As TigerBlog was driving along yesterday, he couldn't help but notice that there was an amazing sunset over the highway.
Unfortunately, it was at 5:00 or so.
There are few days that are more generally depressing than the "fall back" day, where clocks are set back an hour and Daylight Savings Time morphs into Standard Time. Even before the clocks are actually set back an hour, it starts to get dark out earlier and earlier, so that it's pretty much pitch-black by 6:15 or so.
The setting back of the clock only rubs it in even more.
One of TigerBlog's favorite people who ever walked into Jadwin Gym is Louise Gengler, the longtime women's tennis coach who was a tad, uh, absent-minded. Once, after the clocks were set back, Louise and TB had this conversation:
LG: What time is it?
TB: Two o'clock.
LG: Good. I have an appointment at 3, and I couldn't remember if I set my clock back or not.
The whole idea of getting an extra hour of sleep is a bit misleading as well. Unless you have to do something on Sunday morning, you're going to get up at the same point you would anyway, only it'll be an hour earlier.
Plus, your whole sleep is thrown off the night before, because you have no idea what time it really is, especially if the clock in your room automatically changes (like the cable box or something like that).
If you have little, little kids - babies, toddlers - then the worst day of the year by far is the day you set the clock back, because their little schedules aren't quite adjustable to a simple time change.
Still, for all of that, the worst part is still Sunday late afternoon, when it's so nice out and the sun is shining and all at 3 or 3:30 and then a hour later it's already starting to set.
It's a harsh reminder that winter is almost here.
Of course, there are other reminders.
First, there's the fact that the fall season is winding down here at Princeton, even when it seems like it just started.
Women's soccer and sprint football have finished their seasons, and women's volleyball (barring a Yale collapse that would force a playoff game) and men's soccer will be finished this coming weekend.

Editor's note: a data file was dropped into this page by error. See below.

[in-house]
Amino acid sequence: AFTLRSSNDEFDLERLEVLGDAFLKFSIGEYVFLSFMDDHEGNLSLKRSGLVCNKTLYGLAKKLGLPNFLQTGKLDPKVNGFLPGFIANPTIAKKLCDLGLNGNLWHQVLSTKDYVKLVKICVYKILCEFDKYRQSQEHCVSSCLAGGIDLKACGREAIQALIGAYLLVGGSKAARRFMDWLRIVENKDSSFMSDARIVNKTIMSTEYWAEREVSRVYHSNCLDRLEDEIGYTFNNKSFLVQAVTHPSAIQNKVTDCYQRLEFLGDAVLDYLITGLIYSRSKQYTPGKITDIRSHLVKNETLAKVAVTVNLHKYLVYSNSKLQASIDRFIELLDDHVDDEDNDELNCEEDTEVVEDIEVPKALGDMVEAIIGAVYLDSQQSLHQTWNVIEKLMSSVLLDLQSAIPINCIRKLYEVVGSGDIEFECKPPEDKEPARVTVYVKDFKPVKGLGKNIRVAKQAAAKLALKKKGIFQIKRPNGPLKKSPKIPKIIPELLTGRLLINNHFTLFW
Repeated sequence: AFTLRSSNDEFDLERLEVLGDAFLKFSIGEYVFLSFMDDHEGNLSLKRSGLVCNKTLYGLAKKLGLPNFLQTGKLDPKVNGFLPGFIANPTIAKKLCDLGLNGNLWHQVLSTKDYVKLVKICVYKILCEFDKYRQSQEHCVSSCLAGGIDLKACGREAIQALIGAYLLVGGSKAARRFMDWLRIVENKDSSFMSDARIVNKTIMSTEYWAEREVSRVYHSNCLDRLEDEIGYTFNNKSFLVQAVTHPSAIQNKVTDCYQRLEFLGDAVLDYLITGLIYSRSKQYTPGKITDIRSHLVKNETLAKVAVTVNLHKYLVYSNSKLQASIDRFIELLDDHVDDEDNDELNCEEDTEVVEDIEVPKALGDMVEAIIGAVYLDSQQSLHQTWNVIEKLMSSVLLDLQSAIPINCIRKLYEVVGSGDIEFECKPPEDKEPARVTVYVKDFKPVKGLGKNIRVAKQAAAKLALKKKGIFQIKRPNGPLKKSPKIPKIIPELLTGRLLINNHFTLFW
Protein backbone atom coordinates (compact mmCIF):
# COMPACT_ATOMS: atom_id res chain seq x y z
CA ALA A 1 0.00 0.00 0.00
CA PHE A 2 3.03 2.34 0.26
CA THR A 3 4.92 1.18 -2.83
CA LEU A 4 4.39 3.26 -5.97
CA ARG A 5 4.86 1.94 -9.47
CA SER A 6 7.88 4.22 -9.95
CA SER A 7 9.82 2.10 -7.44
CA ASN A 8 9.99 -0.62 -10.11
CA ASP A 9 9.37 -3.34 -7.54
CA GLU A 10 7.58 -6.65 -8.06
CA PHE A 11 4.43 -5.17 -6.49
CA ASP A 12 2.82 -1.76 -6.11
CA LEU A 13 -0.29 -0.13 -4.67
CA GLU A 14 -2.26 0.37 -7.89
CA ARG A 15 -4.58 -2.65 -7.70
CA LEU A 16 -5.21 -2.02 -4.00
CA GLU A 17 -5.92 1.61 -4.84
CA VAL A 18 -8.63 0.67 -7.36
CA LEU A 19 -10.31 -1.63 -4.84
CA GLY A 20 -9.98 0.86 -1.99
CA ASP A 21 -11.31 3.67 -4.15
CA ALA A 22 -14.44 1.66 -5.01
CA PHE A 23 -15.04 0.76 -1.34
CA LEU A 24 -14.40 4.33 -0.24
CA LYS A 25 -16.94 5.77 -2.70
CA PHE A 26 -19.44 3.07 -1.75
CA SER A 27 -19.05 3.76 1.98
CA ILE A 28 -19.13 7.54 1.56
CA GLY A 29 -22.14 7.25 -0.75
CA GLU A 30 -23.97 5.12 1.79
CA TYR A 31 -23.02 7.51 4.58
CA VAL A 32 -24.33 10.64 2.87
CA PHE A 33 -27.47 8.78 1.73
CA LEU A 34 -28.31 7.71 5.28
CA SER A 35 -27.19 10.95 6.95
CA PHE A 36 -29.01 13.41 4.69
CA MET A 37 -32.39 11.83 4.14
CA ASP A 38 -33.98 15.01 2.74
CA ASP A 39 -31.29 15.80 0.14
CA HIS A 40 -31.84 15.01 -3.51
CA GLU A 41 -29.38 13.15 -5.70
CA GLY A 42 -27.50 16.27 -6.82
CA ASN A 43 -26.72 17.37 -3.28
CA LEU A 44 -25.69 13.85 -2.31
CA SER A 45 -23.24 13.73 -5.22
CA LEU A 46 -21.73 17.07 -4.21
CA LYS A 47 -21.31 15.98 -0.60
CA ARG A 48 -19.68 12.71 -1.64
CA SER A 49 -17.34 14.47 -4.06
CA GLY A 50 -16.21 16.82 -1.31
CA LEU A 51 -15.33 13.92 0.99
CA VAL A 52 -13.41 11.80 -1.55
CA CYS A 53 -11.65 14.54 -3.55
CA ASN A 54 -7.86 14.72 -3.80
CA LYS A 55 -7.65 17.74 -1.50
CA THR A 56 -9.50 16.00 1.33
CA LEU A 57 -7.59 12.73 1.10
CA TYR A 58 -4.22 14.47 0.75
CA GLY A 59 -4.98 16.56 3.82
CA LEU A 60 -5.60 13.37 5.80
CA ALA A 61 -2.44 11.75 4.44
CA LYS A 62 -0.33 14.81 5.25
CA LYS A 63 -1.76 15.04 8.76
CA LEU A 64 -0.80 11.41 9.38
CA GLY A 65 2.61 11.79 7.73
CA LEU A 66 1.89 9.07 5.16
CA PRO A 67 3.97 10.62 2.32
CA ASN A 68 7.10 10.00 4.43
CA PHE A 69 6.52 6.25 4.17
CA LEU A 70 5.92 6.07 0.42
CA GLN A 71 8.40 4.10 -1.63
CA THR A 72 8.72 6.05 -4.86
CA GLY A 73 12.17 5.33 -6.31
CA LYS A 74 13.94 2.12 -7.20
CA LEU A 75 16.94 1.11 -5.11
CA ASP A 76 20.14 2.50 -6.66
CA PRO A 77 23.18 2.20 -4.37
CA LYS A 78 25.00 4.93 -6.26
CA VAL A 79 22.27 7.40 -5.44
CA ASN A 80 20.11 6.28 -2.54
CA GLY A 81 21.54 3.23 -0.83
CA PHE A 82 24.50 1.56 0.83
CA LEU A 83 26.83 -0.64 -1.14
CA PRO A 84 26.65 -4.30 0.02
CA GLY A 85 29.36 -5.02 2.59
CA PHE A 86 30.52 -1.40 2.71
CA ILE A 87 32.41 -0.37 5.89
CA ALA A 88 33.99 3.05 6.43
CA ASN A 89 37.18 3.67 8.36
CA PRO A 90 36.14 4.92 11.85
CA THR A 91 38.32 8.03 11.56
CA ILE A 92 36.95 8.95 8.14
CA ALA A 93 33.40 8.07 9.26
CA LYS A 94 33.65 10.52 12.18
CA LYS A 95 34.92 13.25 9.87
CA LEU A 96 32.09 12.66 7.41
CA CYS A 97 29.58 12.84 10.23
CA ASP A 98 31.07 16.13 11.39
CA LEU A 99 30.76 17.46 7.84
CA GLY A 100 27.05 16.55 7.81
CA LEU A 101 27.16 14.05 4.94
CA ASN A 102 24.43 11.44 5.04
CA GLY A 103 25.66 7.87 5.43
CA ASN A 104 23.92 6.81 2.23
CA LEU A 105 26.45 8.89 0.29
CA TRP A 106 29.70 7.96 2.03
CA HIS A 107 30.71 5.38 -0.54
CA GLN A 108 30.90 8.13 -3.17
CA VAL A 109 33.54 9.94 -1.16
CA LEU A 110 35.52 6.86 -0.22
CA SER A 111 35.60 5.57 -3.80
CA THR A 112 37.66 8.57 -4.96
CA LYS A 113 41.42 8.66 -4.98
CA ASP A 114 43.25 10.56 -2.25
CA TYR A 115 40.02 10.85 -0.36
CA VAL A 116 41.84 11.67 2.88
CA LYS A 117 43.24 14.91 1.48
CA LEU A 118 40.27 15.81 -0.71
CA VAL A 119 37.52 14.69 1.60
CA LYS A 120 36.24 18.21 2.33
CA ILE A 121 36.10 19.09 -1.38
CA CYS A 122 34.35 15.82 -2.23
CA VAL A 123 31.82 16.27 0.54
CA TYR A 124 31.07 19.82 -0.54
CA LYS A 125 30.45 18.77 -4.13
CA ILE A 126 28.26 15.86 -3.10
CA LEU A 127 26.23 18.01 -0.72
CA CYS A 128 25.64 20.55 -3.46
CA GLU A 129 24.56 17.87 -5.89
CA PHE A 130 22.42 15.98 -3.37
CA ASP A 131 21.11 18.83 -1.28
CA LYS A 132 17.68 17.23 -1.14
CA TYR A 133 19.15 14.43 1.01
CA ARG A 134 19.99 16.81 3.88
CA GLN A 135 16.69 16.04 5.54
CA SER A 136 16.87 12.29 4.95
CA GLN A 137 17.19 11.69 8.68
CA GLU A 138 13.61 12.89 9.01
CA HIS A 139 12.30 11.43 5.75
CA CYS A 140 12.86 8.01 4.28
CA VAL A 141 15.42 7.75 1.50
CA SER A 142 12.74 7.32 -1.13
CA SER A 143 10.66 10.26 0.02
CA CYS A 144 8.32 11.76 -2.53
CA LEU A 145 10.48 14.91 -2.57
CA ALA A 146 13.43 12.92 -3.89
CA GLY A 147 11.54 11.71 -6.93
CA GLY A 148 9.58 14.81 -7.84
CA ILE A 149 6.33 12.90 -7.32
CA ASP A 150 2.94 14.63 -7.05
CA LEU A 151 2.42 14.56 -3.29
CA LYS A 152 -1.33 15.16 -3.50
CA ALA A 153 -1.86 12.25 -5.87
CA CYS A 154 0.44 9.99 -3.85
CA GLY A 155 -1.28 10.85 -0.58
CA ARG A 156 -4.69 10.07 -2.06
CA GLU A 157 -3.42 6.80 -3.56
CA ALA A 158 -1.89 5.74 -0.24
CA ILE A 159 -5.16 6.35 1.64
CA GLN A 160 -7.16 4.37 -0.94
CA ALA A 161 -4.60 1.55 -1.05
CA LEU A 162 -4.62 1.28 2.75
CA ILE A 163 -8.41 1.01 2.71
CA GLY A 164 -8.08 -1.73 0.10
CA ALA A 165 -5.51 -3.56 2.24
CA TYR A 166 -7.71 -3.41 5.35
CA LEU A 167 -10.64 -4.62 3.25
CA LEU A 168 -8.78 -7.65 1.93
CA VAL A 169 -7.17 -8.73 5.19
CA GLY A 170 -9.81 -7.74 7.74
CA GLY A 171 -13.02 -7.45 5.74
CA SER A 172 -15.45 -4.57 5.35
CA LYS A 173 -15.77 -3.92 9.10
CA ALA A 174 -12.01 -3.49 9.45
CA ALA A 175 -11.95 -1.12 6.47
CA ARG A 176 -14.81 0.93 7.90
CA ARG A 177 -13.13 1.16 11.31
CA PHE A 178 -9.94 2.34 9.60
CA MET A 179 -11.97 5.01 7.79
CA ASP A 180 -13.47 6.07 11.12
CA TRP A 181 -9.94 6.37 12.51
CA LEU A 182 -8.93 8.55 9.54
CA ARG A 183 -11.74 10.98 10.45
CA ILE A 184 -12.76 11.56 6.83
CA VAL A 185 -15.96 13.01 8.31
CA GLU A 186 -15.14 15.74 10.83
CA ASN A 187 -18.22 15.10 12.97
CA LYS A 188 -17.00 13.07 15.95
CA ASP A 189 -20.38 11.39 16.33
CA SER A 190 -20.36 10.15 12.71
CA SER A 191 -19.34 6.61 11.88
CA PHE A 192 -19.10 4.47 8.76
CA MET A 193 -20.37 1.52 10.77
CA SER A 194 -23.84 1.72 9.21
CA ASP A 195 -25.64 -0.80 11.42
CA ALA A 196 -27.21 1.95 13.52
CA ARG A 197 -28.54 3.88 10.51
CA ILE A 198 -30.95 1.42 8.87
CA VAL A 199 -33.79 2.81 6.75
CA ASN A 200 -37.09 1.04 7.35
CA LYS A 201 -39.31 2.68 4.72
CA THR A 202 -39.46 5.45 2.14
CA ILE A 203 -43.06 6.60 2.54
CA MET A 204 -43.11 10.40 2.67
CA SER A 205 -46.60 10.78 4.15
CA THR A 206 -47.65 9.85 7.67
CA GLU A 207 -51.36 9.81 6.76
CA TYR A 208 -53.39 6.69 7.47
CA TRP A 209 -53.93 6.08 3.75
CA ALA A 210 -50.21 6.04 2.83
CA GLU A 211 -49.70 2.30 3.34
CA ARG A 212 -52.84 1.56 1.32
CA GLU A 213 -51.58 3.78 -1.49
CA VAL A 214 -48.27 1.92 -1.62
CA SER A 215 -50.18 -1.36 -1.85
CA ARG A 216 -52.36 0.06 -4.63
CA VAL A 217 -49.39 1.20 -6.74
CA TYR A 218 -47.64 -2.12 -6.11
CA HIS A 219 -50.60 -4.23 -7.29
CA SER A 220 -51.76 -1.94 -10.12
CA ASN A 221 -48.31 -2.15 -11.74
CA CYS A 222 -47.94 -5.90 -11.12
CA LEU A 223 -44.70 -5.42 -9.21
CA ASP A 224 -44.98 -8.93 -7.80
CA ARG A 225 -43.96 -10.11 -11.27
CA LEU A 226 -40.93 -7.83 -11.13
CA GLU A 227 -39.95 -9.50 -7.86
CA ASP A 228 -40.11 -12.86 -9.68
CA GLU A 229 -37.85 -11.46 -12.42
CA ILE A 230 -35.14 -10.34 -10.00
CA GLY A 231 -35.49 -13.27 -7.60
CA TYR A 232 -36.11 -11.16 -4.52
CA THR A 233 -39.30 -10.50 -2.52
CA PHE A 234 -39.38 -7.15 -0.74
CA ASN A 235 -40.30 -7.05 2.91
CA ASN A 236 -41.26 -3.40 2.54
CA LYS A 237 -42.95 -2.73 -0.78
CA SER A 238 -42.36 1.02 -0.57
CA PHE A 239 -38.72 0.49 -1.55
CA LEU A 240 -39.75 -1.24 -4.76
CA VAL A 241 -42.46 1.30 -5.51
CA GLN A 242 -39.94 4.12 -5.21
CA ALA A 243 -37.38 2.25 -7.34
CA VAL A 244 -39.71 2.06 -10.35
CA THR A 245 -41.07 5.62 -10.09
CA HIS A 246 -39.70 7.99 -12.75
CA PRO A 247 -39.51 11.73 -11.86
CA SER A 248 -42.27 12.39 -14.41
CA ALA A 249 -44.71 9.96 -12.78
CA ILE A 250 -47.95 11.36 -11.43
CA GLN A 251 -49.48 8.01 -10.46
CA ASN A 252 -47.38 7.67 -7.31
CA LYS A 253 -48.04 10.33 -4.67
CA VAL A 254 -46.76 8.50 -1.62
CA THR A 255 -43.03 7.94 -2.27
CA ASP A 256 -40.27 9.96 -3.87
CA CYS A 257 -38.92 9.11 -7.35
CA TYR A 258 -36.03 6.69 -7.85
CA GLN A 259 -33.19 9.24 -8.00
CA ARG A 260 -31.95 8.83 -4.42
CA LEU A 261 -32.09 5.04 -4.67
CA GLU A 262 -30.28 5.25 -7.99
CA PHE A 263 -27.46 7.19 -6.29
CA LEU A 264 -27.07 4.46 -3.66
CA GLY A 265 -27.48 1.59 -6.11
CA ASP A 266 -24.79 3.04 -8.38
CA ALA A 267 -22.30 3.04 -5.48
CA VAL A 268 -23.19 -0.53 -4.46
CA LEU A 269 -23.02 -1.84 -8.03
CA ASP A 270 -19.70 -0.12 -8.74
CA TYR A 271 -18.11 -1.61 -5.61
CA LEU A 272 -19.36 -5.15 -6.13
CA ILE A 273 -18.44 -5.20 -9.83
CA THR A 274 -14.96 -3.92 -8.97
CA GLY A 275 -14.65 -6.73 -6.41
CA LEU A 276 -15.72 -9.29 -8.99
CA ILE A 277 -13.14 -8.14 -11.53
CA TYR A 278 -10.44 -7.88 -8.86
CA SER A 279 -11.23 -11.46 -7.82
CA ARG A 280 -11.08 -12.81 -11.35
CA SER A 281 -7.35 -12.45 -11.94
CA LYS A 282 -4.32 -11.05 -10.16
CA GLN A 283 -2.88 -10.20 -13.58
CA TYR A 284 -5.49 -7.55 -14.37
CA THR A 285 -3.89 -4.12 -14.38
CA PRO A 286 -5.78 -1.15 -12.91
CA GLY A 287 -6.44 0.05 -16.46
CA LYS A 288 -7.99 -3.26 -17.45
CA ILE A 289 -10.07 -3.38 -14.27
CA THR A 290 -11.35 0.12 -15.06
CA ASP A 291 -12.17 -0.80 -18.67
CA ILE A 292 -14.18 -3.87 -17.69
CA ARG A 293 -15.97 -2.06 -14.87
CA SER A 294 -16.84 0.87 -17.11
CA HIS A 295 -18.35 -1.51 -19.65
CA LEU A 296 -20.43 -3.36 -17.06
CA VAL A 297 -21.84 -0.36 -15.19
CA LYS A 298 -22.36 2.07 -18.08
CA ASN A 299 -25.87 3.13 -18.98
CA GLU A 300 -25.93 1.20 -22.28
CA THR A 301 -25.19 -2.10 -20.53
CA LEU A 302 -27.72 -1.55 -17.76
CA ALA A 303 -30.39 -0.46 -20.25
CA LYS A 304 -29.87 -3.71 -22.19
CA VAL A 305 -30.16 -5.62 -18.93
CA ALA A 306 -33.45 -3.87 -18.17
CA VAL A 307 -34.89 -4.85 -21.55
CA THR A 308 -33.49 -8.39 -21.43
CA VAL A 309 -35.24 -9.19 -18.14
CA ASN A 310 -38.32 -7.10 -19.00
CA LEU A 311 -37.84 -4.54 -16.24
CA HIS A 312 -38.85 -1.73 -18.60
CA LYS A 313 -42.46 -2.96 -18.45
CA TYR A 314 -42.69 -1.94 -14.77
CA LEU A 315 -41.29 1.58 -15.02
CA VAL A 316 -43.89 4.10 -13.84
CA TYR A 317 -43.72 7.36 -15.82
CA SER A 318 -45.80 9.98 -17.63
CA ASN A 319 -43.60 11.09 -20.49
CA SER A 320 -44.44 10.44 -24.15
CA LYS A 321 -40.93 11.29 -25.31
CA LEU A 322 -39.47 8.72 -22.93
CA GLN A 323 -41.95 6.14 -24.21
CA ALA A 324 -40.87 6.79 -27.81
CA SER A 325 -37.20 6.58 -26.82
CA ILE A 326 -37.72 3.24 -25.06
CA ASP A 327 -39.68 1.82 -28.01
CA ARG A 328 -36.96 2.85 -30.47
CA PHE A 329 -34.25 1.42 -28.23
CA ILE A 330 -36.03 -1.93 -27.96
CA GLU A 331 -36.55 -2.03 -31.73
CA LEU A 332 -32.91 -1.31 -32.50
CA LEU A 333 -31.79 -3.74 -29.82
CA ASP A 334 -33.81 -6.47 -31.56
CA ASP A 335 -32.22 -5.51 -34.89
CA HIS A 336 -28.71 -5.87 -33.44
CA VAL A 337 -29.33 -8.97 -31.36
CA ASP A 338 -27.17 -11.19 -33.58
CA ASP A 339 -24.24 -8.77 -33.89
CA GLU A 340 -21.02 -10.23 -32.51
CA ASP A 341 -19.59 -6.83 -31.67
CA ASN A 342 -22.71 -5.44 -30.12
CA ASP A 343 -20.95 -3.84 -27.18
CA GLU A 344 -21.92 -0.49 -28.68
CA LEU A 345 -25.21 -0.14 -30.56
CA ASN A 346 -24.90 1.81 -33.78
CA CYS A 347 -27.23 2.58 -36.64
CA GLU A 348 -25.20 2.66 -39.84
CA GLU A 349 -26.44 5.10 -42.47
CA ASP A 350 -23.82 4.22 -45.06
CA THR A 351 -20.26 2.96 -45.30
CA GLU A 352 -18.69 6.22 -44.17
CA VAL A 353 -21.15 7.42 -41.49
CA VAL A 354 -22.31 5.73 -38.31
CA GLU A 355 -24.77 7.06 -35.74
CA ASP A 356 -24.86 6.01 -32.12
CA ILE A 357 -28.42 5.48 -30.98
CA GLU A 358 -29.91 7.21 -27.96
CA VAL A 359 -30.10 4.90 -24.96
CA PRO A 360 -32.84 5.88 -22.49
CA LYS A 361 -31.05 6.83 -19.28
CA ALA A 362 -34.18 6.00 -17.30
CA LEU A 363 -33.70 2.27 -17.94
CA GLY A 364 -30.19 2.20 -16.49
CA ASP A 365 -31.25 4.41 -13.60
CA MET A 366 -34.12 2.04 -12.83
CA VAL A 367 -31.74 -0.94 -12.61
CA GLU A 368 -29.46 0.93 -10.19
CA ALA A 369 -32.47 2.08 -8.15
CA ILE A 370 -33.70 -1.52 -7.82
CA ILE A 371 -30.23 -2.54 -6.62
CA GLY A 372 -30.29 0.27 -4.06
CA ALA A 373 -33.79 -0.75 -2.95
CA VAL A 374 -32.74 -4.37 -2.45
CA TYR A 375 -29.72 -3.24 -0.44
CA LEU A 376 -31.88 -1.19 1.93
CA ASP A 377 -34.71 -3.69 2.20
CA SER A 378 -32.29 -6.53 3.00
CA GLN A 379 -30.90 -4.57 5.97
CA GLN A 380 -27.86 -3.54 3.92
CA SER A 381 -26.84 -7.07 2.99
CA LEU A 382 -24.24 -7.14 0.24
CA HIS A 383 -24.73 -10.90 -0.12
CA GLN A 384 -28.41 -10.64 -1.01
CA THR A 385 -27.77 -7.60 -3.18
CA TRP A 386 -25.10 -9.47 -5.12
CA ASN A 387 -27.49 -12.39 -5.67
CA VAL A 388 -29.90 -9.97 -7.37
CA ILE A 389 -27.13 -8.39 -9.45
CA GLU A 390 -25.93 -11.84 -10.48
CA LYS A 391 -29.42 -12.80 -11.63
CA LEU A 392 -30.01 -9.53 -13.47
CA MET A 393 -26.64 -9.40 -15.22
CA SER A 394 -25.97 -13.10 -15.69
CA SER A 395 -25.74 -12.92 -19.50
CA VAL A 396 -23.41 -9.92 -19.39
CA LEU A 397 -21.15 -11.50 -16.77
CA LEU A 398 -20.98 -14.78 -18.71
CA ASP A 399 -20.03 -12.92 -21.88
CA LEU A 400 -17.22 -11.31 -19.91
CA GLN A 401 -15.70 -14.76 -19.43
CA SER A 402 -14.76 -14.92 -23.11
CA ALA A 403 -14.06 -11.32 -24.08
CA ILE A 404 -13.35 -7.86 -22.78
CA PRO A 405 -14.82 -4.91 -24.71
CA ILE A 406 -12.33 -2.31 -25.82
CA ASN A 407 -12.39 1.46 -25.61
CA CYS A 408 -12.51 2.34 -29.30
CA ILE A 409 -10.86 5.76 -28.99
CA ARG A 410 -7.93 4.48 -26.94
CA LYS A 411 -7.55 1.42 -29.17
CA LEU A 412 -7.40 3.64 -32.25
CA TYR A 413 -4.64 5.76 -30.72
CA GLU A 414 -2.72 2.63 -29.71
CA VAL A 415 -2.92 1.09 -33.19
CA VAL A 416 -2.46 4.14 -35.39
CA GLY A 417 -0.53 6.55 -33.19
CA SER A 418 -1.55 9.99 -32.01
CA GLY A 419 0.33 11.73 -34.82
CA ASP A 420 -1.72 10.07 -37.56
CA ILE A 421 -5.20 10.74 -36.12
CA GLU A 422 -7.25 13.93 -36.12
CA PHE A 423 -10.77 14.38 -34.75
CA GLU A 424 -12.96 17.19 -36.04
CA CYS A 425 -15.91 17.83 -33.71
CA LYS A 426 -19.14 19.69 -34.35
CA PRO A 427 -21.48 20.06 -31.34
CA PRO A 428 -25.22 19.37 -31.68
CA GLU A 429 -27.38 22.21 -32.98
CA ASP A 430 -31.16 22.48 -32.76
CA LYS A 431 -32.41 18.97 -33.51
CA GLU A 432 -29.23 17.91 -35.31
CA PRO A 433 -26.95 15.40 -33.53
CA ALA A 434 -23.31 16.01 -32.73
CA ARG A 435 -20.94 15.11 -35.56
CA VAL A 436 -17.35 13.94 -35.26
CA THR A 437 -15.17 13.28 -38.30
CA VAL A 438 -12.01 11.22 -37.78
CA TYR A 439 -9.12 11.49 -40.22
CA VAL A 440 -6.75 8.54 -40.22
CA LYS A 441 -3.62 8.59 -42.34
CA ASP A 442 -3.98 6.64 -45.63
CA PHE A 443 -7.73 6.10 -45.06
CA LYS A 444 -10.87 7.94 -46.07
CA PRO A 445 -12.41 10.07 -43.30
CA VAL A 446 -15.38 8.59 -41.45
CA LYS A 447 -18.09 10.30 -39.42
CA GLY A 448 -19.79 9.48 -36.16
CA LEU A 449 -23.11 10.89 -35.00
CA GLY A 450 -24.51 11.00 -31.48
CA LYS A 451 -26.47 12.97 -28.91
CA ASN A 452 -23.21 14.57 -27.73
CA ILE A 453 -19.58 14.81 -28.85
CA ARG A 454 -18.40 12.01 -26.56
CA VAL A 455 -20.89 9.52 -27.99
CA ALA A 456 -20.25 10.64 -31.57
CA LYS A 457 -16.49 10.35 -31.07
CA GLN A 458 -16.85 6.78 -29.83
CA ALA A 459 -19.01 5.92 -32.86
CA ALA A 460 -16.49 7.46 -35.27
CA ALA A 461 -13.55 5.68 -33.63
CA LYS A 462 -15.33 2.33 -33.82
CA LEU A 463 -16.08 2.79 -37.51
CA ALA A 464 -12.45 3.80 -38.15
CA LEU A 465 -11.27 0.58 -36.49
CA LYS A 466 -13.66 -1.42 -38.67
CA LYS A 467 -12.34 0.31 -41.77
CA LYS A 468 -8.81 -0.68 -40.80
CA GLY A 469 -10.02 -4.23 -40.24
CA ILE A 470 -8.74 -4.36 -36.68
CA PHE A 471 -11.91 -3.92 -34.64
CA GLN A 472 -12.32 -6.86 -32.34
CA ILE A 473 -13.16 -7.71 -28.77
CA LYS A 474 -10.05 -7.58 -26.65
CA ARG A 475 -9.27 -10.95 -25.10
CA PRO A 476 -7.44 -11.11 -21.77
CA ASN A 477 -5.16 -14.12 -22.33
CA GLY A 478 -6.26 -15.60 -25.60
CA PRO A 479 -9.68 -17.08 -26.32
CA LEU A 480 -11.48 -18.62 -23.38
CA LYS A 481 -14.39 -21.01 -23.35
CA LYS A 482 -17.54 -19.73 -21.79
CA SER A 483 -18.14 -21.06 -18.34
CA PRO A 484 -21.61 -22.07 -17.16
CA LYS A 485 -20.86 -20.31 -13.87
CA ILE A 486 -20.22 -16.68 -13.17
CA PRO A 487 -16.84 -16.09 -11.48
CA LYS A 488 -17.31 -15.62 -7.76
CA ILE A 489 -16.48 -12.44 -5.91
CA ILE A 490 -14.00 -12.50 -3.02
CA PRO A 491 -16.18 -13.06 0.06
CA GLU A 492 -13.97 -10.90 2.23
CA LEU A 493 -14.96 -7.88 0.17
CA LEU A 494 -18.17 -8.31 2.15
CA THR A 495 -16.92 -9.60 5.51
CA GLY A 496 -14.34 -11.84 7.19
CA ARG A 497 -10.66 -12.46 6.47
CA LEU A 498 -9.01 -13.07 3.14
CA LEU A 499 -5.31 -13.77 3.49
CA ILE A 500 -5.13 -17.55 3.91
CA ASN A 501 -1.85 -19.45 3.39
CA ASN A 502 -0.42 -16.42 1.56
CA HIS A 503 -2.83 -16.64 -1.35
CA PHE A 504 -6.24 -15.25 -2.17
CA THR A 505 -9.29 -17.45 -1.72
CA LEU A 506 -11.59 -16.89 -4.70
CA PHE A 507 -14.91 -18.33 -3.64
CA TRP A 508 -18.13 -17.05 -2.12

Football has two games remaining. Field hockey emerged from a crowded field to win the Ivy title and take the league's automatic bid to the NCAA tournament, which begins with a play-in game against Rider here tomorrow at 1.
As an aside, anything TB writes about field hockey for the rest of this season will make the assumption that everyone knows by now that Princeton is without its top four players, who have helped the U.S. qualify for the Olympics.
Cross country has NCAA regional competition this weekend in Maryland, and men's water polo has the Eastern championships in two weekends. All three of those teams - or none - could emerge from that round to reach the NCAA championships.
And that's it for your fall.
Of course, winter has already started, what with both hockey teams having combined to play 11 games already.
In what can be termed hard to believe, basketball season starts this weekend. The women's team hosts St. Joe's Friday night at 7, while the men play Wagner Saturday at 5.
Wrestling begins this coming weekend, and squash, fencing and swimming and diving all jump into it the following weekend.
This Saturday's schedule is pretty jam-packed and makes for a pretty good Saturday of sports here.
The football team plays Yale at noon, followed by men's soccer against Yale at 3, men's hockey against Clarkson at 4, women's volleyball against Columbia at 5 and the men's basketball game against Wagner also at 5.
And if that's not enough, then the men's lacrosse opener is only 3.5 months away.
And Daylight Savings starts on March 11, 2012.